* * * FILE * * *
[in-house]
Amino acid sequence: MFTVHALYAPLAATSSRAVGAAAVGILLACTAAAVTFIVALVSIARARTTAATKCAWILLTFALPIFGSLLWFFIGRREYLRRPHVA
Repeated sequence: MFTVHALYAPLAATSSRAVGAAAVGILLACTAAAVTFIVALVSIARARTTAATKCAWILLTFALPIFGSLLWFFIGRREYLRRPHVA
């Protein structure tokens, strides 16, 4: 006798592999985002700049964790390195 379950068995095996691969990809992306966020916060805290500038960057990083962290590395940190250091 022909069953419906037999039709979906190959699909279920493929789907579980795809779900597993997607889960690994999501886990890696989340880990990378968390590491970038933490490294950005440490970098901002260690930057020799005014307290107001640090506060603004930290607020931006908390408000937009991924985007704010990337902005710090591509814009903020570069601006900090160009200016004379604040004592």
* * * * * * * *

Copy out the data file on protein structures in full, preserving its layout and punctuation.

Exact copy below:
[in-house]
Amino acid sequence: MFTVHALYAPLAATSSRAVGAAAVGILLACTAAAVTFIVALVSIARARTTAATKCAWILLTFALPIFGSLLWFFIGRREYLRRPHVA
Repeated sequence: MFTVHALYAPLAATSSRAVGAAAVGILLACTAAAVTFIVALVSIARARTTAATKCAWILLTFALPIFGSLLWFFIGRREYLRRPHVA
């Protein structure tokens, strides 16, 4: 006798592999985002700049964790390195 379950068995095996691969990809992306966020916060805290500038960057990083962290590395940190250091 022909069953419906037999039709979906190959699909279920493929789907579980795809779900597993997607889960690994999501886990890696989340880990990378968390590491970038933490490294950005440490970098901002260690930057020799005014307290107001640090506060603004930290607020931006908390408000937009991924985007704010990337902005710090591509814009903020570069601006900090160009200016004379604040004592």